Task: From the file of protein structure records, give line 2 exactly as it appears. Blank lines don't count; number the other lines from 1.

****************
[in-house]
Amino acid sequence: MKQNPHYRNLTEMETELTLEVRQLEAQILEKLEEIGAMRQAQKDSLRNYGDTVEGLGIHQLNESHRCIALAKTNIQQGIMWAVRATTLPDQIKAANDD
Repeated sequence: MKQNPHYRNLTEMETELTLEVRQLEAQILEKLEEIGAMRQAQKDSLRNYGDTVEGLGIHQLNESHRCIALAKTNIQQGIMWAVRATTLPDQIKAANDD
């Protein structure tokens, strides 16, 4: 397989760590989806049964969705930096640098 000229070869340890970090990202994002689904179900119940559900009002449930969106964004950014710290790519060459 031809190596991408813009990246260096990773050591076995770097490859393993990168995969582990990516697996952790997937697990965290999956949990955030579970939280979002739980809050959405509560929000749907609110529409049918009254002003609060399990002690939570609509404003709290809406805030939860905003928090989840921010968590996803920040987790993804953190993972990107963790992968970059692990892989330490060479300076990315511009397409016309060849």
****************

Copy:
Amino acid sequence: MKQNPHYRNLTEMETELTLEVRQLEAQILEKLEEIGAMRQAQKDSLRNYGDTVEGLGIHQLNESHRCIALAKTNIQQGIMWAVRATTLPDQIKAANDD